Genius or Jerk? Happy Birthday Steve Jobs (handwriting analysis)

Steve Jobs changed the world in which we live. This is true whether you use Apple or not. Happy birthday to this genius who would have been 62 today (February 24) had he not died of cancer in October, 2011. He was adopted at birth by a second set of parent’s when his birth mother’s first choice couple backed out. Stating simply ‘they wanted a girl’. His dad (Paul Jobs) had grown-up with an abusive father and vowed to never treat Steven the way he was and subsequently, indulged him. Although his parents adored him even though the first few years were difficult, his mother (Clara Jobs) was afraid to get too attached to him. There were court battles regarding custody for the first six months of his life. Raised in Northern California during the sixties, he was one to have explored many of the extra-curricular activities that area was known for. Brave, Steve Jobs knew how to push the boundaries of his environment. Let’s look at his signature and see what else we can discover about this brilliant man.

Steve Jobs’ signature is plain and legible. There are no embellishments, this shows intelligence and a desire to be understood. If you’ve seen the movie of his life or read the biography, you may have discovered this mastermind wasn’t always the easiest person to get along with. Computers may have been his forte, but people were not. When we look at his signature, there are tell-tell signs this was case. Communication was often off-the-cuff, harsh and blatant, something he stated he regretted at times.

His writing looks a lot like the way we’re taught in school, the slant, size and formation of the letters. This may indicate a person who likes to be in control, someone who likes to ‘call the shots’. On the opposite side of that coin, there is a humbleness about him. This oxymoron in his writing is very endearing.

Steve’s writing has a heavier than average pressure indicating a passion for everything he did. (good and bad) There are also signs of hot-headedness and a temper. In the earlier signature (the one with the post mark) you can see the powerful and long t cross showing his immense work drive, a want to get-things-done-in-a-timely-manner and desire for status. He often would strive for perfectionism which, at times, would let him down when he himself (or others) fell short.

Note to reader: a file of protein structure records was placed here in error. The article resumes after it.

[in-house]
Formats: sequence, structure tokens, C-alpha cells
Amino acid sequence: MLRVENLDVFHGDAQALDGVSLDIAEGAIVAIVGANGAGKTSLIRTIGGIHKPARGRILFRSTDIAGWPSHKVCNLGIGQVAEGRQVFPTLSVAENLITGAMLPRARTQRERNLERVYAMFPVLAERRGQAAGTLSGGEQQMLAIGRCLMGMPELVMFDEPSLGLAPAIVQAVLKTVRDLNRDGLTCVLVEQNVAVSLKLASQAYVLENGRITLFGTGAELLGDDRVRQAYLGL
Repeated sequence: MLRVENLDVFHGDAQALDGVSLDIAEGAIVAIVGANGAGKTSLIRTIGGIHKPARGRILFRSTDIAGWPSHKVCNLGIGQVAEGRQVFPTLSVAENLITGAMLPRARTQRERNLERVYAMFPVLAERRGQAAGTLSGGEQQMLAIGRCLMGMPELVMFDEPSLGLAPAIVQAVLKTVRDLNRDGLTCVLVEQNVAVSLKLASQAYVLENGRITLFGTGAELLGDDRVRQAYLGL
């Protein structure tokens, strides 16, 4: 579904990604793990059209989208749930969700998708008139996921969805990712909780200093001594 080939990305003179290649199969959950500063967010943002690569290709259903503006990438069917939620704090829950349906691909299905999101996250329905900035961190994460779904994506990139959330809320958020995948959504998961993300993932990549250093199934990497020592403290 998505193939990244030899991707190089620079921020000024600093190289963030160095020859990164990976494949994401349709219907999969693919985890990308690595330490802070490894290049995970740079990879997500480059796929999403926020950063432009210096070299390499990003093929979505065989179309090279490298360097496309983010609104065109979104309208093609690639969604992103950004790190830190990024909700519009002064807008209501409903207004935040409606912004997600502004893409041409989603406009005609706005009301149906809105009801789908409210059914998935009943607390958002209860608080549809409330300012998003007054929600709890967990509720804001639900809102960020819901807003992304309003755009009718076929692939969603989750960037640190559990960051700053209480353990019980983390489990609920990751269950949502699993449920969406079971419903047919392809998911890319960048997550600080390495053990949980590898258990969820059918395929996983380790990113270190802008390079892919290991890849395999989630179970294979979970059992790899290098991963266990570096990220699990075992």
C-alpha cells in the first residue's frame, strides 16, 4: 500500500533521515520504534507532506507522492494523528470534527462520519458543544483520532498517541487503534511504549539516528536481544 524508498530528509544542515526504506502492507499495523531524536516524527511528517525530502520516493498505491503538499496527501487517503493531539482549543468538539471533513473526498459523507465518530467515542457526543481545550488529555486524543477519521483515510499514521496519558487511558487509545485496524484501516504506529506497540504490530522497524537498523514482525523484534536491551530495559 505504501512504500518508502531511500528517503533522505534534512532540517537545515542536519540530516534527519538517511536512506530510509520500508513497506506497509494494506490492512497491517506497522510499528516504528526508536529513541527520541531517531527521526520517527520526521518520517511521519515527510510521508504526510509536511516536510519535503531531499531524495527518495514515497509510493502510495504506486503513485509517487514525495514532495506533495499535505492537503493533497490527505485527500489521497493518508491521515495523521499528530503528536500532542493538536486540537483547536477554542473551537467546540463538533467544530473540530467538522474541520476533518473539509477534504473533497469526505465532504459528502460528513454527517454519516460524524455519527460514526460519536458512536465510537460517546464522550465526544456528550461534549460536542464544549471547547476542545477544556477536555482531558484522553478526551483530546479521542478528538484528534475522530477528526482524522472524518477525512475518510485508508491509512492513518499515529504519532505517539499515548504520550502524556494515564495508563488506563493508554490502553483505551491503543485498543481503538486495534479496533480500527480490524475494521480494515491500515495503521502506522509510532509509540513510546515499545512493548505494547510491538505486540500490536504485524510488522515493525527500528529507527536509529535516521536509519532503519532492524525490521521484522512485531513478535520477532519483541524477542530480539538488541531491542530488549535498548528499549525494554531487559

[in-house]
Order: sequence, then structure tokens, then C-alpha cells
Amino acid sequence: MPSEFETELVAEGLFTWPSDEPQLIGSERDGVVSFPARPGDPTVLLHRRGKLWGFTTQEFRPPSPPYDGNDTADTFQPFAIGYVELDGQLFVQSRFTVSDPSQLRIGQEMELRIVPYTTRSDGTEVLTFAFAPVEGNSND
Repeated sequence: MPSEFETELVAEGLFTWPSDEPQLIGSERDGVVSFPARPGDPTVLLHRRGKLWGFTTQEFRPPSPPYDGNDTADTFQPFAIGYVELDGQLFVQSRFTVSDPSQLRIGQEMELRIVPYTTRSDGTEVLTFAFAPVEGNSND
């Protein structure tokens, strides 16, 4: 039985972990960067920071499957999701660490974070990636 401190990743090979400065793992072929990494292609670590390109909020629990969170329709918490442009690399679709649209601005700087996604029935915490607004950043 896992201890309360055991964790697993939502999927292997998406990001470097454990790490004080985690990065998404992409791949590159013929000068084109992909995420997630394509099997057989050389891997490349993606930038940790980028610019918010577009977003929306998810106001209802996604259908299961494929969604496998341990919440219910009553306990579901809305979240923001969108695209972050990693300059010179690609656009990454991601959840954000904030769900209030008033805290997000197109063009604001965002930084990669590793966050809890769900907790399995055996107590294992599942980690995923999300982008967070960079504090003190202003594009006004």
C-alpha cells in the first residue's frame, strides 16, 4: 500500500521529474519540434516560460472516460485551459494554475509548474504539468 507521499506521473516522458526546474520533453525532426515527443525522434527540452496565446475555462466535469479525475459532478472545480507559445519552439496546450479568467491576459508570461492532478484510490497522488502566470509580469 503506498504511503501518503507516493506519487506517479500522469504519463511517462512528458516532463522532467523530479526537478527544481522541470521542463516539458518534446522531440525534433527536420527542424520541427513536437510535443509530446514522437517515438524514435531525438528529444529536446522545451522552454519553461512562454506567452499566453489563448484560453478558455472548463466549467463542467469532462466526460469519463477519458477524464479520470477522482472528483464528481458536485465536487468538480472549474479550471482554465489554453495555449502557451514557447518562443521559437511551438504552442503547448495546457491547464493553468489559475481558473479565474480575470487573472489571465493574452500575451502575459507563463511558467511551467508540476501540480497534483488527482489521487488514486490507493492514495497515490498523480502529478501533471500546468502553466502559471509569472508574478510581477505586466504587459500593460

Another consistent indication in Mr. Jobs writing is stubbornness. This may have played a part in his early death as he refused modern cancer treatment for almost a year stating he would be able to cure his own illness though diet and meditation. It surely contributed to his estranged relationship with his oldest daughter (Lisa) during her childhood as well as her mother. In his professional world, the obstinate attitude put a strain on his long-time business partner and friend, Steve Wozniak. There are also indications he liked to play ‘devil’s advocate’ and may have enjoyed arguing for the sake of a good debate. Traditional and innovative (another endearing oxymoron) his writing shows a desire for more responsibility.

It’s also interesting there are pain indicators at the bottom of his j in both signatures. He loved to be barefooted even though it may have been uncomfortable. (or maybe he was uncomfortable in shoes)

So, was Steve Jobs a genius or a jerk? According to his handwriting and signature, a little of both. Guy Kawasaki, a former Apple employee once said, “Most mere mortals cannot understand a person like Steven Jobs. He is the greatest CEO in the history of man. He’s just go a different operating system.” In my opinion, that sums up his penmanship as well.


Being the richest man in the cemetery doesn’t matter to me. Going to bed at night saying we’ve done something wonderful, that’s what matters to me.

Stay hungry. Stay foolish.

Innovation distinguishes between a leader and a follower.

The only way to do great work is to love what you do.

Be a yardstick of quality. Some people aren’t used to an environment where excellence is expected.

I want to put a ding in the universe.

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